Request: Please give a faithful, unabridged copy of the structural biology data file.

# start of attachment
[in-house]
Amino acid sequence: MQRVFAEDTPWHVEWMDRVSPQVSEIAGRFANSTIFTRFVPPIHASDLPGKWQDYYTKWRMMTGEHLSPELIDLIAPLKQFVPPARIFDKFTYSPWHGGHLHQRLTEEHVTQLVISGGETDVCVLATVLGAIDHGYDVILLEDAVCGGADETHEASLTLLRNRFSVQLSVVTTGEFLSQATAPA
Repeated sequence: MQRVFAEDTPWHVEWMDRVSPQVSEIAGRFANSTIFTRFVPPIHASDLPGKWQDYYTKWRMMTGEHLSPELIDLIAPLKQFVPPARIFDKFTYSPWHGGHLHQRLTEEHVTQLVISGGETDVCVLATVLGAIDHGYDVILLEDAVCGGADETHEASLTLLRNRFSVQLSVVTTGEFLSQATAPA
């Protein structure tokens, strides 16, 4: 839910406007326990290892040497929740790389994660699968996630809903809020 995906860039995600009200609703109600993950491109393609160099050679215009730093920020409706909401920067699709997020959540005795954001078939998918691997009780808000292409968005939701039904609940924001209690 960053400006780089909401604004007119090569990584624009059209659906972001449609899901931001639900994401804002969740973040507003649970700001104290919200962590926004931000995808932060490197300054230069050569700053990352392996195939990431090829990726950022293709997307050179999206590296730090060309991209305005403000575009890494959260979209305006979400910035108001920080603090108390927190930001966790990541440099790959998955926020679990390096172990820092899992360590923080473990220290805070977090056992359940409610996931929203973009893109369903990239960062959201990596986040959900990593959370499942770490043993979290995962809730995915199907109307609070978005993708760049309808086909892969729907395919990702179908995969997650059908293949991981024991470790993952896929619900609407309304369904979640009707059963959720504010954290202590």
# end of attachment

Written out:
[in-house]
Amino acid sequence: MQRVFAEDTPWHVEWMDRVSPQVSEIAGRFANSTIFTRFVPPIHASDLPGKWQDYYTKWRMMTGEHLSPELIDLIAPLKQFVPPARIFDKFTYSPWHGGHLHQRLTEEHVTQLVISGGETDVCVLATVLGAIDHGYDVILLEDAVCGGADETHEASLTLLRNRFSVQLSVVTTGEFLSQATAPA
Repeated sequence: MQRVFAEDTPWHVEWMDRVSPQVSEIAGRFANSTIFTRFVPPIHASDLPGKWQDYYTKWRMMTGEHLSPELIDLIAPLKQFVPPARIFDKFTYSPWHGGHLHQRLTEEHVTQLVISGGETDVCVLATVLGAIDHGYDVILLEDAVCGGADETHEASLTLLRNRFSVQLSVVTTGEFLSQATAPA
């Protein structure tokens, strides 16, 4: 839910406007326990290892040497929740790389994660699968996630809903809020 995906860039995600009200609703109600993950491109393609160099050679215009730093920020409706909401920067699709997020959540005795954001078939998918691997009780808000292409968005939701039904609940924001209690 960053400006780089909401604004007119090569990584624009059209659906972001449609899901931001639900994401804002969740973040507003649970700001104290919200962590926004931000995808932060490197300054230069050569700053990352392996195939990431090829990726950022293709997307050179999206590296730090060309991209305005403000575009890494959260979209305006979400910035108001920080603090108390927190930001966790990541440099790959998955926020679990390096172990820092899992360590923080473990220290805070977090056992359940409610996931929203973009893109369903990239960062959201990596986040959900990593959370499942770490043993979290995962809730995915199907109307609070978005993708760049309808086909892969729907395919990702179908995969997650059908293949991981024991470790993952896929619900609407309304369904979640009707059963959720504010954290202590």